Where the Water Meets the Sand by Tyra Manning


Some people who never take part in a war still have trouble finding “home” again after the war is over. Having a spouse or family member go off to military service, even temporarily, can put undue stress on the children and spouses back home. Of course, many families are permanently broken by loved ones who never return home, either physically or mentally, from their time in service.

In Where the Water Meets the Sand (Greenleaf Book Group Press, 256 pp., $15.95, paper), Tyra Manning, the widow of an Air Force pilot, shares her personal struggle dealing with the loss of her husband and any semblance of her former family life when he was killed in action in Vietnam. Her memoir will resonate with anyone who has suffered through the loss of a loved one. It also will provide support for those who feel as if they are alone in their struggle to return to normal life.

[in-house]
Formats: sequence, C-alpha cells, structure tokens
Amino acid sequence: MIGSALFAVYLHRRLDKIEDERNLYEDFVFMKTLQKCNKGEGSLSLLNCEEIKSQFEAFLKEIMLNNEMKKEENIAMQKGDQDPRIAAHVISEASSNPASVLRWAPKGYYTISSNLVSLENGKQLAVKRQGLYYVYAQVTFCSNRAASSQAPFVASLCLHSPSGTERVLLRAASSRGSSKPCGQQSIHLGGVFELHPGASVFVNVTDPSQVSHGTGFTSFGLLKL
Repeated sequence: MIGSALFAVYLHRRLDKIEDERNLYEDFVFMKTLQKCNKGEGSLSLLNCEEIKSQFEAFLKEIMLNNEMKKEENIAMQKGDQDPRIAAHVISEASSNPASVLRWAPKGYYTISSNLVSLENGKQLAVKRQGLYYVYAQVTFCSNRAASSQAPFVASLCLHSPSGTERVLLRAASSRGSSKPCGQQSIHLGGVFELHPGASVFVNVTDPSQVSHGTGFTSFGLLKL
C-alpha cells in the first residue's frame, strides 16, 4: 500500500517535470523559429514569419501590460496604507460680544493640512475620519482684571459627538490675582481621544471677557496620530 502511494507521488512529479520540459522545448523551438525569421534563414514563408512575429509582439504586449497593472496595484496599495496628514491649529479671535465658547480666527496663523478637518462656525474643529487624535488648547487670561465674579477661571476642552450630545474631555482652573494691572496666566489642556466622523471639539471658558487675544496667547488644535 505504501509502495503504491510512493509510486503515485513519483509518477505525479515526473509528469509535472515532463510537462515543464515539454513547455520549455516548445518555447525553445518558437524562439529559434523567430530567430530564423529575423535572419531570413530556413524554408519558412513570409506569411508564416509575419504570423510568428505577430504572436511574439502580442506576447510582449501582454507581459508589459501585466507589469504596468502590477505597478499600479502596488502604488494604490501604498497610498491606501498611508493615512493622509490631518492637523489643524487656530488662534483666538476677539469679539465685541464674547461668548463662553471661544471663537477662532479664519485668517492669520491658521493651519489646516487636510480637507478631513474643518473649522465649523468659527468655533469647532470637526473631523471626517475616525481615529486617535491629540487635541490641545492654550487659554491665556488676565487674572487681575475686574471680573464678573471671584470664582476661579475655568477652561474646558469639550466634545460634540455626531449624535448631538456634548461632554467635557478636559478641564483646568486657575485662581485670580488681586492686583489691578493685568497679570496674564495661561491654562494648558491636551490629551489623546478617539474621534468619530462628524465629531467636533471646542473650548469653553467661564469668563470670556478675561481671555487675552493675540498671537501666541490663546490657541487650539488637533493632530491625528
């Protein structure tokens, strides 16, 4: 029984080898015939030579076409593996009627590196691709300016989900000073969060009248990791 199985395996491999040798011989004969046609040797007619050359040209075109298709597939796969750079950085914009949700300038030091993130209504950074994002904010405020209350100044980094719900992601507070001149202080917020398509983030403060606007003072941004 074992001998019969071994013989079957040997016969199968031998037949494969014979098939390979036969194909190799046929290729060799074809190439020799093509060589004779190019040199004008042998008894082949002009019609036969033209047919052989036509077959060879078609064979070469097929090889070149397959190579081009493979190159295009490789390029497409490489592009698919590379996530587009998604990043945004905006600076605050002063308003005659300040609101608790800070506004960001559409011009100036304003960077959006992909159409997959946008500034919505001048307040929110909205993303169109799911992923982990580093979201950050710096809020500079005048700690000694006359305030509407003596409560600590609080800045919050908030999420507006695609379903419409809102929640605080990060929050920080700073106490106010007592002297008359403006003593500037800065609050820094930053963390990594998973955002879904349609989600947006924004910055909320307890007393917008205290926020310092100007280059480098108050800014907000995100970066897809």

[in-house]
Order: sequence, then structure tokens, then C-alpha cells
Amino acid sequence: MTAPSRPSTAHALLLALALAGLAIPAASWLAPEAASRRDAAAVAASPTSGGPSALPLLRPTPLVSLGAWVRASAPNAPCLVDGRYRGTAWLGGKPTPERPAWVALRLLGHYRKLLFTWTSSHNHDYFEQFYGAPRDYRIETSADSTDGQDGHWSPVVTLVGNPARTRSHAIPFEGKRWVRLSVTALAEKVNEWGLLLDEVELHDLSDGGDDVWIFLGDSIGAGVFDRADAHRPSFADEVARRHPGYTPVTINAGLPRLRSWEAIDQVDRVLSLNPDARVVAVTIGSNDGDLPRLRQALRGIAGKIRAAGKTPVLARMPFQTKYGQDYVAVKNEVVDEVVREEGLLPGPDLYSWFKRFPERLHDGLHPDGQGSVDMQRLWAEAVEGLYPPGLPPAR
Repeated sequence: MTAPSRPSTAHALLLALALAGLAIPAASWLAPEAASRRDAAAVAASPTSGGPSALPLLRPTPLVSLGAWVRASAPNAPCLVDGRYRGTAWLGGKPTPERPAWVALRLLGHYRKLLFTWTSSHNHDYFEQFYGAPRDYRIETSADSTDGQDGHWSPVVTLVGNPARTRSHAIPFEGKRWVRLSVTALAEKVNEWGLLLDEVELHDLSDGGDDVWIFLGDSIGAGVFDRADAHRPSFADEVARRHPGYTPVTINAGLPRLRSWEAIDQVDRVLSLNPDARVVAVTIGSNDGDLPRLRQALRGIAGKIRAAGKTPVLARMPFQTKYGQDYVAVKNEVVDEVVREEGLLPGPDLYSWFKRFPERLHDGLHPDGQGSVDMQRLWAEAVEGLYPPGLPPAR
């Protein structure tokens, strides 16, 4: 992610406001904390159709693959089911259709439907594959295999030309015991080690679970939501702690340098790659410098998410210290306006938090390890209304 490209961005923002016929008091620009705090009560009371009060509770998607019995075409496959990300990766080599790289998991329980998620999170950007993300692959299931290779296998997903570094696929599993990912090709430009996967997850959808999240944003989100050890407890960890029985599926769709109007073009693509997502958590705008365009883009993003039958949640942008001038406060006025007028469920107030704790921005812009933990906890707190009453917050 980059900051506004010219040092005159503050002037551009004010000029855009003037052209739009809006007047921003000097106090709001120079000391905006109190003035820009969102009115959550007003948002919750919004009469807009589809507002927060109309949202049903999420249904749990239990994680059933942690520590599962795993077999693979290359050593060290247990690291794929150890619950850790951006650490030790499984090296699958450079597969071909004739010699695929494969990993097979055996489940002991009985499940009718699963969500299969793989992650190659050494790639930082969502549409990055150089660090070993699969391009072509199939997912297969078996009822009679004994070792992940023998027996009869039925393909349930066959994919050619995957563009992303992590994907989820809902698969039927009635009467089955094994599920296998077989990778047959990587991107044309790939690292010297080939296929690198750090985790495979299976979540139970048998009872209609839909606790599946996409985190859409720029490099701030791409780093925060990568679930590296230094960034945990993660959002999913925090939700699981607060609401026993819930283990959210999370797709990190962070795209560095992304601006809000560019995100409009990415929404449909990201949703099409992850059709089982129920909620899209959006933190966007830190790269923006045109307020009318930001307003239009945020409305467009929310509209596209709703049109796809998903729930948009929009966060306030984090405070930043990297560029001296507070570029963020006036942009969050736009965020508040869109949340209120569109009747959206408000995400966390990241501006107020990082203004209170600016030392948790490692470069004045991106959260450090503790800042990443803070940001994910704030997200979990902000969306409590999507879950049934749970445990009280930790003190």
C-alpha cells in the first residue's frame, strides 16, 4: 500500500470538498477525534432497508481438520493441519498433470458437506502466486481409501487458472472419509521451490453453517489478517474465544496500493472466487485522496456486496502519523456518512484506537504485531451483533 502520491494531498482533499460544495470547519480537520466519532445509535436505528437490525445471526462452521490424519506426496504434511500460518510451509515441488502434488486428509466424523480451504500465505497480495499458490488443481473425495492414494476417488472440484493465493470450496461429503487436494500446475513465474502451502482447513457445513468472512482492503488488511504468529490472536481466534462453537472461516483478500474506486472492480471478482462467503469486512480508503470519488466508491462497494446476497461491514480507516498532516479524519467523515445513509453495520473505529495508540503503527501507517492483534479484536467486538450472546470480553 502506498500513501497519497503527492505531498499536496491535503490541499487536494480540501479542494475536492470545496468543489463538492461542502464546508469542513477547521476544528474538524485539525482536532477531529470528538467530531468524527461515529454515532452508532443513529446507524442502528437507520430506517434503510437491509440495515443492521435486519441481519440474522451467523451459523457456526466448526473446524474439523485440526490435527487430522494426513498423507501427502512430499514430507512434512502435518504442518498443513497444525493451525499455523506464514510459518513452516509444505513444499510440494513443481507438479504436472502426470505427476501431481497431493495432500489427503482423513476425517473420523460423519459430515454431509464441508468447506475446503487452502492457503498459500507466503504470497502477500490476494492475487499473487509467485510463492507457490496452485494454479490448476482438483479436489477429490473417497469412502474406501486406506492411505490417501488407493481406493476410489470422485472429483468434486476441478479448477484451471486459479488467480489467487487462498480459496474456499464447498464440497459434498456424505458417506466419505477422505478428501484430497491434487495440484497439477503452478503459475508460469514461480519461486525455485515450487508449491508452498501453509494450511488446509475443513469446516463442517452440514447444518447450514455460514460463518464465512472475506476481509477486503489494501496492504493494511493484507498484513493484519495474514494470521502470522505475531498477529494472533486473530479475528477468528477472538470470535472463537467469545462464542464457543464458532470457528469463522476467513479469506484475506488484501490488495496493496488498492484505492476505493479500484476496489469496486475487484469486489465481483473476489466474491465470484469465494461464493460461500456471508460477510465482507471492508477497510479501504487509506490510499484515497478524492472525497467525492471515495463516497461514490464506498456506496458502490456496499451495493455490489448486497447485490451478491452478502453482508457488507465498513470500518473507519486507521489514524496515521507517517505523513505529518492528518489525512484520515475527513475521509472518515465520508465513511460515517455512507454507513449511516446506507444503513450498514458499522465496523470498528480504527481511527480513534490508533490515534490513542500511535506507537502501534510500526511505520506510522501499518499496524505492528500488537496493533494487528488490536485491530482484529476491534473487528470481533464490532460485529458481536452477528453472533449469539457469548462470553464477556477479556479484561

Tyra Manning, who holds a doctorate in education administration, was a newlywed, twenty-something mother of a one-year old girl when her husband deployed. Already suffering from anxiety, depression, and substance abuse related to her father’s death, Manning collapsed entirely without the emotional support of her husband. She found herself unable to hold her family together in his absence, and dropped her daughter off with relatives to check herself into the Menninger Clinic, an upscale psychiatric hospital in Topeka, Kansas.

Much of the story revolves around Manning’s experiences at Menninger as she confronted, albeit shallowly, the enduring pain she’d suffered since losing her father, a wound aggravated by the sudden absence of her husband and the stress of not knowing when, or if, he would return. In the months of treatment that followed, Manning rediscovered confidence in herself with help from doctors and patients at Menninger.